Thursday, April 17, 2014

Indian Elections: What Could They Mean for Minority Christians?

India is gearing up for the largest show of democracy on earth. Ahead of the national elections, the silent Christian community in India has become restive and alert.

An electorate of 814 million, a number greater than the entire population of Europe, is eligible to cast the ballot in the staggered polls (scheduled in nine phases from April 7 to May 12) to choose India's 14th Parliament.
The national alliance of all the mainline churches, the National United Christian Forum, has come out with an appeal. The Catholic Church (which accounts for two thirds of the 28 million plus Christians) has issued a voter guideline, and regional ecumenical Christian bodies have recently come out with similar advisories.
Two major alliances-the ruling United Progressive Alliance (UPA) led by the "secular Congress Party (that has ruled the nation for the past two terms) and the National Democratic Alliance, led by the Hindu nationalist Bharatiya Janata Party (BJP)-are the main protagonists.
Apart from these two main alliances, 25 or so regional parties make the combat tougher for each of the 543 seats in "Lok Sabha ("House of the People-the lower House of the Indian parliament) that will decide who will rule India for the next five years.
With the opposition alliance led by the BJP (known for espousing a Hindu nationalist agenda) being projected by the pre-poll surveys as the front-runner in elections that many expect to produce a fractured verdict, the Christian community has grown increasingly uneasy.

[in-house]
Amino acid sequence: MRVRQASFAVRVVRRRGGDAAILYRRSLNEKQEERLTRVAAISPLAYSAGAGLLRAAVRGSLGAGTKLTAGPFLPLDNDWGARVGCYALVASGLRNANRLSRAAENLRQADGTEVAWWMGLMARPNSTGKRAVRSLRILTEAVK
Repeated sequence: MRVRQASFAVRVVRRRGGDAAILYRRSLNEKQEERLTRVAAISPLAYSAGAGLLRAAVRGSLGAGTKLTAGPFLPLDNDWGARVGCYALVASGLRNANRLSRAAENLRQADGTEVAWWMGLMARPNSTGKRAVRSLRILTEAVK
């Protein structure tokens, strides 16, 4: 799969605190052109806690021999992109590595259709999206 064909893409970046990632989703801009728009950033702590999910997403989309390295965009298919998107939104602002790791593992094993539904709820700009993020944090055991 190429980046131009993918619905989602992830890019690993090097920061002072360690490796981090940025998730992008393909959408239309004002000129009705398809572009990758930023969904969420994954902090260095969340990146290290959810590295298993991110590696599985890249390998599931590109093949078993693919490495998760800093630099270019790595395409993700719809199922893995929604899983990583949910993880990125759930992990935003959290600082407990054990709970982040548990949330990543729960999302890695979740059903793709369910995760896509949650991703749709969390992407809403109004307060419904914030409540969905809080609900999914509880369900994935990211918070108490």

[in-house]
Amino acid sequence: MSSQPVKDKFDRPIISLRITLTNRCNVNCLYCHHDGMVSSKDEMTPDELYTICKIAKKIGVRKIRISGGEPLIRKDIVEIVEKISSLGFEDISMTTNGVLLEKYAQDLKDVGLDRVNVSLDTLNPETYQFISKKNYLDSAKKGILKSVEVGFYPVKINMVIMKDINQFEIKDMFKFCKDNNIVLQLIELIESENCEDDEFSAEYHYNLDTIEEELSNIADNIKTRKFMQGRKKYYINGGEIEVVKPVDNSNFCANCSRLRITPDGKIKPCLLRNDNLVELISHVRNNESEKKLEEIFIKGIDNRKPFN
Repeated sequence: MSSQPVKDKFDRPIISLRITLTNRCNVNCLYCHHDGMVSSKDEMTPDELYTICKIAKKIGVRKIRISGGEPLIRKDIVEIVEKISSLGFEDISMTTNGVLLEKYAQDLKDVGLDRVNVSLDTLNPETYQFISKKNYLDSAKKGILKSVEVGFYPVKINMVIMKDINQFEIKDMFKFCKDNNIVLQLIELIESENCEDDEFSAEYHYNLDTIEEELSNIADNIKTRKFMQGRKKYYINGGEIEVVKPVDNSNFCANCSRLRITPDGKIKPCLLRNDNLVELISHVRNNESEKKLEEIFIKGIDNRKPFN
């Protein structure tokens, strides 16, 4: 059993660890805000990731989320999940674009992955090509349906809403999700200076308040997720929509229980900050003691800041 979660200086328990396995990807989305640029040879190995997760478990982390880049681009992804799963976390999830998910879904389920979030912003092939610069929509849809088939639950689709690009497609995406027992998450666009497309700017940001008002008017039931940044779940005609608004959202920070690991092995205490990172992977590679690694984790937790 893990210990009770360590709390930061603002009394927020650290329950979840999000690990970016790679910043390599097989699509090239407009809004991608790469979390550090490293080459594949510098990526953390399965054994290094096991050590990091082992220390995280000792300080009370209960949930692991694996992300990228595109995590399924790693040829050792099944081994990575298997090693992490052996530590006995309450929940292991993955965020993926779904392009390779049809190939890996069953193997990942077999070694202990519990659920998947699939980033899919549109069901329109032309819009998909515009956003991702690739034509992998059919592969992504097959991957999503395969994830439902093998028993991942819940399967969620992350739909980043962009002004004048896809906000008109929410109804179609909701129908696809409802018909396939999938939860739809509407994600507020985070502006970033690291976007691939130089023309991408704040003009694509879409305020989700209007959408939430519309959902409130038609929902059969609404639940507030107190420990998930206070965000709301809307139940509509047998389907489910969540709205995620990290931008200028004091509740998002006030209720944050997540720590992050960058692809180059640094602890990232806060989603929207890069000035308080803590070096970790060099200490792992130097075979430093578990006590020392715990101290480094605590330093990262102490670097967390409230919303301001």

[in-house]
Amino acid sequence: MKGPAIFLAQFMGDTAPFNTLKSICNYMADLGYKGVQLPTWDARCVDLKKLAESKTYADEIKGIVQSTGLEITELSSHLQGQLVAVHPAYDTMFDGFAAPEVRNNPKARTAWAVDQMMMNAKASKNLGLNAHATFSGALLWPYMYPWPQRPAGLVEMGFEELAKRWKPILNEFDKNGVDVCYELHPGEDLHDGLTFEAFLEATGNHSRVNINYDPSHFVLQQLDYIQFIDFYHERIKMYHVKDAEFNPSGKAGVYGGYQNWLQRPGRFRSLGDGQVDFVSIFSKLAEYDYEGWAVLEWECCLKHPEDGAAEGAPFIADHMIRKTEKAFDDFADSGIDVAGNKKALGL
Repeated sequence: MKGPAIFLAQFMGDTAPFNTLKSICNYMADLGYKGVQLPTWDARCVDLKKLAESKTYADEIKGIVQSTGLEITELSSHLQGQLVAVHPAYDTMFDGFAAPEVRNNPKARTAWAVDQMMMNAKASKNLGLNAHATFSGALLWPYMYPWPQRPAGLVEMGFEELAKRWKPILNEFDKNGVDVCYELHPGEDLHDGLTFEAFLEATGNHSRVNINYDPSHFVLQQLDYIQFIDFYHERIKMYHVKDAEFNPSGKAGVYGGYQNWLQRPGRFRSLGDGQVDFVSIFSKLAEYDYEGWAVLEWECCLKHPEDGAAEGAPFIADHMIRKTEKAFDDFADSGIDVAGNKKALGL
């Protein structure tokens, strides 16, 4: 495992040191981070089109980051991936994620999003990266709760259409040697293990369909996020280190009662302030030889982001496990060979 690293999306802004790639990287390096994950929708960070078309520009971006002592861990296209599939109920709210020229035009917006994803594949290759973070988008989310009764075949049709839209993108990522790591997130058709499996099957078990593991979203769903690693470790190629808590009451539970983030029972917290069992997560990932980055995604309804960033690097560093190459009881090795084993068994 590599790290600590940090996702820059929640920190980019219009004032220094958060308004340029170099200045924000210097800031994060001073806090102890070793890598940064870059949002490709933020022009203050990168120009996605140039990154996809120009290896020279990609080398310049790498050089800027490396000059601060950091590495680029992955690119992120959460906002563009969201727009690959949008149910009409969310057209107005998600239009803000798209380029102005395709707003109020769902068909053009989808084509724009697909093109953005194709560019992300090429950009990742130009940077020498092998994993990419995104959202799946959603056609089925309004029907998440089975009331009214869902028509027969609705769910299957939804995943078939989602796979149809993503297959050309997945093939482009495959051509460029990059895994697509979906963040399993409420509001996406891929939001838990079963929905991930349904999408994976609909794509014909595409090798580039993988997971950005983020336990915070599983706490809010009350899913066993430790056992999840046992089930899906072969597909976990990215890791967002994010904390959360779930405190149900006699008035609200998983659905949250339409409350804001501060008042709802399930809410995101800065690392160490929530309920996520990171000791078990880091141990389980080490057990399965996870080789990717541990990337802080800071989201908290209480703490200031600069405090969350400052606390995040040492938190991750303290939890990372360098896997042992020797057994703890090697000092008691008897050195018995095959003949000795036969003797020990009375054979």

The Catholic Church issued a call for prayer "for divine assistance for all the citizens of India so that we may elect the best persons... uphold the democratic and secular character of our great nation and selflessly work for the peace and prosperity of all the people of India.
BJP's intense campaign for the 2014 elections has been built around Narendra Modi, chief minister of the western state of Gujarat, who is expected to become the prime minister in waiting. While the Hindu nationalist lobby hails Modi as an able administrator who can accelerate India's sagging economy, secular parties claim he is a polarizing personality. He carries the stain of the 2002 slaughter of over 1,200 Muslims in Gujarat-the homeland of Mahatma Gandhi-when Hindu mobs targeted Muslims following the torching of a train carrying Hindu pilgrims.
The inaction and even collusion of the police under Modi's command, coupled with his persistent refusal to express regret for the deaths, has made Modi the target of many secular groups.
"There is (also) a fear in the minds of (Christians), admitted Rev. Roger Gaikwad, general secretary of the National Council of Churches in India (NCCI), a network of 30 Orthodox and Protestant churches. "Some fear that difficult are days ahead.
The BJP has campaigned to foster better relationships with the Christian community, trying desperately to shed its "anti-Christian image. Two Bishops of the Malankara Orthodox Syrian Church praised Modi and his Gujarat model of development, but most Christians were angered by their support of Modi. Despite conciliatory gestures by the BJP, many Christians remain skeptical. States under BJP rule have historically witnessed a rise in incidents of anti-Christian violence, and some BJP State governments have been eager to push through anti-conversion legislation. BJP leaders are also known to have defended the assailants in brutal attacks on Christians and the rape of nuns.